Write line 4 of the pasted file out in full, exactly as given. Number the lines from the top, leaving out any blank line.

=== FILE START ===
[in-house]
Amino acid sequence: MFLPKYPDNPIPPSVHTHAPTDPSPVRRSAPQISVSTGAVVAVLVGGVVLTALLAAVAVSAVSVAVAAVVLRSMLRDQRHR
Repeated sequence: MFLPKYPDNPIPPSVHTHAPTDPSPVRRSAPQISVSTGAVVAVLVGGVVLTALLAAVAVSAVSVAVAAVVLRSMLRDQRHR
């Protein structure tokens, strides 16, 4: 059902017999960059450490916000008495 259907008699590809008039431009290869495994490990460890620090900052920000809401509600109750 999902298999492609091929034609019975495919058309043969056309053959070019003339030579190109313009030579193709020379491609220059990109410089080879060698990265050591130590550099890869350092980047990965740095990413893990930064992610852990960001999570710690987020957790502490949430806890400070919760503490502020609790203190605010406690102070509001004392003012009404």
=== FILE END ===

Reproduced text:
């Protein structure tokens, strides 16, 4: 059902017999960059450490916000008495 259907008699590809008039431009290869495994490990460890620090900052920000809401509600109750 999902298999492609091929034609019975495919058309043969056309053959070019003339030579190109313009030579193709020379491609220059990109410089080879060698990265050591130590550099890869350092980047990965740095990413893990930064992610852990960001999570710690987020957790502490949430806890400070919760503490502020609790203190605010406690102070509001004392003012009404």